Effective doctor-patient communication is a central clinical function in building a therapeutic doctor-patient relationship, which is the heart and art of medicine. This is important in the delivery of high-quality health care. Better doctor-patient communication leads to better healing.
In the last ten years, the US Medical Licensing Exam has been testing its applicants on communication skills. Consider these statistics when meeting with your patients in order to optimize your care:
- 48% of patients said they are always involved in decisions about their treatment
- 29% of patients didn’t know who was in charge of their case while they were hospitalized
- 81% of patients and 71% of doctors think communication makes a difference
How to Improve Patient Communication
- Assess what the patient already knows: Before providing information, find out what a patient already knows about his or her condition. Many times, other physicians or health care providers have already communicated information to the patient, which can have the effect of coloring patient perceptions and perhaps even causing confusion when new information is introduced. It is important, therefore, to determine what a patient already understands—or misunderstands—at the outset.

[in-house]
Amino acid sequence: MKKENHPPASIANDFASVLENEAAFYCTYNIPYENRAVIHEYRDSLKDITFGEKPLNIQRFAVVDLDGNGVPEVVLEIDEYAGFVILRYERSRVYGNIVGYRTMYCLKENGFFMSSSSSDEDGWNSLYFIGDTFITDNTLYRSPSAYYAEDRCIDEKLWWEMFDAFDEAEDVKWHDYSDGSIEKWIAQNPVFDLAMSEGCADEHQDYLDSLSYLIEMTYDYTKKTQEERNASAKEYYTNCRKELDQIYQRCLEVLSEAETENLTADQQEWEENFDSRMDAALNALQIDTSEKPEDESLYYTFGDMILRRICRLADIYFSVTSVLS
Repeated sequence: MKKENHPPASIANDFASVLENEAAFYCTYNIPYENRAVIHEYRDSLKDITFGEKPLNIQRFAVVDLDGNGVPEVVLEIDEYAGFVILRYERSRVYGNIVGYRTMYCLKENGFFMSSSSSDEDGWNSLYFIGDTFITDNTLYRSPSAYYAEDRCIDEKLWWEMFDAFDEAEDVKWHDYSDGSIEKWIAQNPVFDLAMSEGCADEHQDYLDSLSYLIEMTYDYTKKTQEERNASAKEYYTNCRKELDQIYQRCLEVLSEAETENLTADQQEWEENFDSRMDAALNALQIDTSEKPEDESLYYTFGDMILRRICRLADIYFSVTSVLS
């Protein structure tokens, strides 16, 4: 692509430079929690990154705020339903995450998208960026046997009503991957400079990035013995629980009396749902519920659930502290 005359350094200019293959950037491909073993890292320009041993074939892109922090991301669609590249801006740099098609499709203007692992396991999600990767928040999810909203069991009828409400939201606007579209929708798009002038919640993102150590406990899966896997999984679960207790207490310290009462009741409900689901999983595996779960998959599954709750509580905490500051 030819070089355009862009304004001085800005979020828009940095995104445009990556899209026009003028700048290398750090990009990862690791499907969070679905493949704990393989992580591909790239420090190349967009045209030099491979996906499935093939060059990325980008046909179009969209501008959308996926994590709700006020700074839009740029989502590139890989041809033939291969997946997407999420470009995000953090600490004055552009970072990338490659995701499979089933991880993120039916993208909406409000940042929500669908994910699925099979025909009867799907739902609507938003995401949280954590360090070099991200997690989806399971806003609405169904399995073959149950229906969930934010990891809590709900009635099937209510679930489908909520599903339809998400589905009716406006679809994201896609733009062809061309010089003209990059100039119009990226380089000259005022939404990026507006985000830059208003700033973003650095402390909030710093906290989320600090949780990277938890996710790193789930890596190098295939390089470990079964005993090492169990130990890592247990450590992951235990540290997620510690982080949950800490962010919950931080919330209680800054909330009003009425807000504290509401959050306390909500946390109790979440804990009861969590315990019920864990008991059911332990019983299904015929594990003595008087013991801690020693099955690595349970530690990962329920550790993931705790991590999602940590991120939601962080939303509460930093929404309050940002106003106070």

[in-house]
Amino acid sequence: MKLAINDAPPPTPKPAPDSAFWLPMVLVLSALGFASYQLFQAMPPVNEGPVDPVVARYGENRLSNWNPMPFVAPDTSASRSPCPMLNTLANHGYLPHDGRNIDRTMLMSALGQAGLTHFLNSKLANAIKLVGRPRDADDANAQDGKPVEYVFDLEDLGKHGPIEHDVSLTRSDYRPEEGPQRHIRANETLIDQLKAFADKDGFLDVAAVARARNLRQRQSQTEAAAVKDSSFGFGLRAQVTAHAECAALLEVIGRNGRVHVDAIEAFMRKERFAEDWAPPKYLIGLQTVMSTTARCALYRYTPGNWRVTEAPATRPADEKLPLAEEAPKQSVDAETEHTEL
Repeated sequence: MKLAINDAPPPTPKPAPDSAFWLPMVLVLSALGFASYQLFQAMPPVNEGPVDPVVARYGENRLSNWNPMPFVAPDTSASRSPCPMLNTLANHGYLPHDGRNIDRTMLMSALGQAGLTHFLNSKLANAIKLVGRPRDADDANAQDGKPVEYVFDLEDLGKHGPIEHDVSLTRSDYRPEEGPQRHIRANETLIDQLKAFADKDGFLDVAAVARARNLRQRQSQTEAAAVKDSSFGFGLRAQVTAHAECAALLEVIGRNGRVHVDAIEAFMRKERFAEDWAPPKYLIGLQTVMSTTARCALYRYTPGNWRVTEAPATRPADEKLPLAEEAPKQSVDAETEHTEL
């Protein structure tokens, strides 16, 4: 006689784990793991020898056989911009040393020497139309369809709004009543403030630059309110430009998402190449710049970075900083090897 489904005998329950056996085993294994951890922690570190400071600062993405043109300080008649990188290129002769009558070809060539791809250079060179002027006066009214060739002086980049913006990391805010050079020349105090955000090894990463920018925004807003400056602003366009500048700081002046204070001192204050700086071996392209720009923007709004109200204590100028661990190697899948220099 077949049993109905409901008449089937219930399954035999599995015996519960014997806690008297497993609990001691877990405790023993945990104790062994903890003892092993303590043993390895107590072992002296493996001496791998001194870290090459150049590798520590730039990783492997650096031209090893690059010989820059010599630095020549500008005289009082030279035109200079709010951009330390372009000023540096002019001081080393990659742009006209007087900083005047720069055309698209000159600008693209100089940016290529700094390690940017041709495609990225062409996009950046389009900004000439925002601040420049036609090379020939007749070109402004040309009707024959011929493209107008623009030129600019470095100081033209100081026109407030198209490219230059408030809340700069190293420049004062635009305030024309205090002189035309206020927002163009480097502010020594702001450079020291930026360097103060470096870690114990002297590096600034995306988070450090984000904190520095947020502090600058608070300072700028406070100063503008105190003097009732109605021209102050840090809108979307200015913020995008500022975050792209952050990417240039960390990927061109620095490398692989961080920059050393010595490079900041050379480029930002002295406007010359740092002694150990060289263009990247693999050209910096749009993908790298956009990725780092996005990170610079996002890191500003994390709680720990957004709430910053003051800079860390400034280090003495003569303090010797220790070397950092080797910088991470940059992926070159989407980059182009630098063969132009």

- Assess what the patient wants to know: Not all patients with the same diagnosis want the same level of detail in the information offered about their condition or treatment. Studies have categorized patients on a continuum of information-seeking behavior, from those who want very little information to those who want every detail the physician can offer. Thus, physicians should assess whether the patient desires, or will be able to comprehend, additional information.
- Be emphatic: Empathy is a basic skill physicians should develop to help them recognize the indirectly expressed emotions of their patients. Once recognized, these emotions need to be acknowledged and further explored during the patient-physician encounter. Patient satisfaction is likely to be enhanced by physicians who acknowledge patients' expressed emotions. Healthcare professionals who do this are less likely to be viewed as uncaring by their patients.
- Slow down: Physicians who provide information in a slow and deliberate fashion allow the time needed for patients to comprehend the new information. Other techniques physicians can use to allow time include pausing frequently and reinforcing silence with appropriate body language. A slow delivery with appropriate pauses also gives the listener time to formulate questions, which the physician can then use to provide further bits of targeted information. Thus, a dialogue punctuated with pauses leads to deeper comprehension on both sides.
- Tell the truth: It is important to be truthful. In addition, it is important that doctors not minimize the impact of what they are saying. This is the best way to develop trust with patients.
Simple choices in words, information depth, speech patterns, body position, and facial expression can greatly affect the quality of communication between the patient and physician. To a large degree, these are conscious choices that can be learned and customized by the physician to fit particular patients in clinical situations.